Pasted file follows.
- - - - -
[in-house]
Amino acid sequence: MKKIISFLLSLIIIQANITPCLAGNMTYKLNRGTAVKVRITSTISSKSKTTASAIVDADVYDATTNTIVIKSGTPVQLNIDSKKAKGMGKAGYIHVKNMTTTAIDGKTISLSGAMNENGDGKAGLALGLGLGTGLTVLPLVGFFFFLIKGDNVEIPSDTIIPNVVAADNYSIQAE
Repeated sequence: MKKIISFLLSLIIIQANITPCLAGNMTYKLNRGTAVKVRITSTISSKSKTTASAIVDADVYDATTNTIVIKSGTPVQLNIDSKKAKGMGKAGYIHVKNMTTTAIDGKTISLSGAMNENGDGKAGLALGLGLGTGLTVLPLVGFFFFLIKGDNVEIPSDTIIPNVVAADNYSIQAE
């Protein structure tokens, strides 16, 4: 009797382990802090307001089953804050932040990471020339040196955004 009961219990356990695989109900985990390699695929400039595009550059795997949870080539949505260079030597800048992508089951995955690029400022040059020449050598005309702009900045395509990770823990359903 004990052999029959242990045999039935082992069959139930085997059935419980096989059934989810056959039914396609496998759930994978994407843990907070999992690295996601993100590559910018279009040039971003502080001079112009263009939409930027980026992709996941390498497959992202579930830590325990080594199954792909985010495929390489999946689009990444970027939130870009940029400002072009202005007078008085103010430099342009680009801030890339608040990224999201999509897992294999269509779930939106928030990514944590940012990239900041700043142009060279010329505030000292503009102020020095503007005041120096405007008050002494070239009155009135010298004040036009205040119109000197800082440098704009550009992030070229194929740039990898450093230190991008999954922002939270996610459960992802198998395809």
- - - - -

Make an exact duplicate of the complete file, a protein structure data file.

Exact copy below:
[in-house]
Amino acid sequence: MKKIISFLLSLIIIQANITPCLAGNMTYKLNRGTAVKVRITSTISSKSKTTASAIVDADVYDATTNTIVIKSGTPVQLNIDSKKAKGMGKAGYIHVKNMTTTAIDGKTISLSGAMNENGDGKAGLALGLGLGTGLTVLPLVGFFFFLIKGDNVEIPSDTIIPNVVAADNYSIQAE
Repeated sequence: MKKIISFLLSLIIIQANITPCLAGNMTYKLNRGTAVKVRITSTISSKSKTTASAIVDADVYDATTNTIVIKSGTPVQLNIDSKKAKGMGKAGYIHVKNMTTTAIDGKTISLSGAMNENGDGKAGLALGLGLGTGLTVLPLVGFFFFLIKGDNVEIPSDTIIPNVVAADNYSIQAE
């Protein structure tokens, strides 16, 4: 009797382990802090307001089953804050932040990471020339040196955004 009961219990356990695989109900985990390699695929400039595009550059795997949870080539949505260079030597800048992508089951995955690029400022040059020449050598005309702009900045395509990770823990359903 004990052999029959242990045999039935082992069959139930085997059935419980096989059934989810056959039914396609496998759930994978994407843990907070999992690295996601993100590559910018279009040039971003502080001079112009263009939409930027980026992709996941390498497959992202579930830590325990080594199954792909985010495929390489999946689009990444970027939130870009940029400002072009202005007078008085103010430099342009680009801030890339608040990224999201999509897992294999269509779930939106928030990514944590940012990239900041700043142009060279010329505030000292503009102020020095503007005041120096405007008050002494070239009155009135010298004040036009205040119109000197800082440098704009550009992030070229194929740039990898450093230190991008999954922002939270996610459960992802198998395809």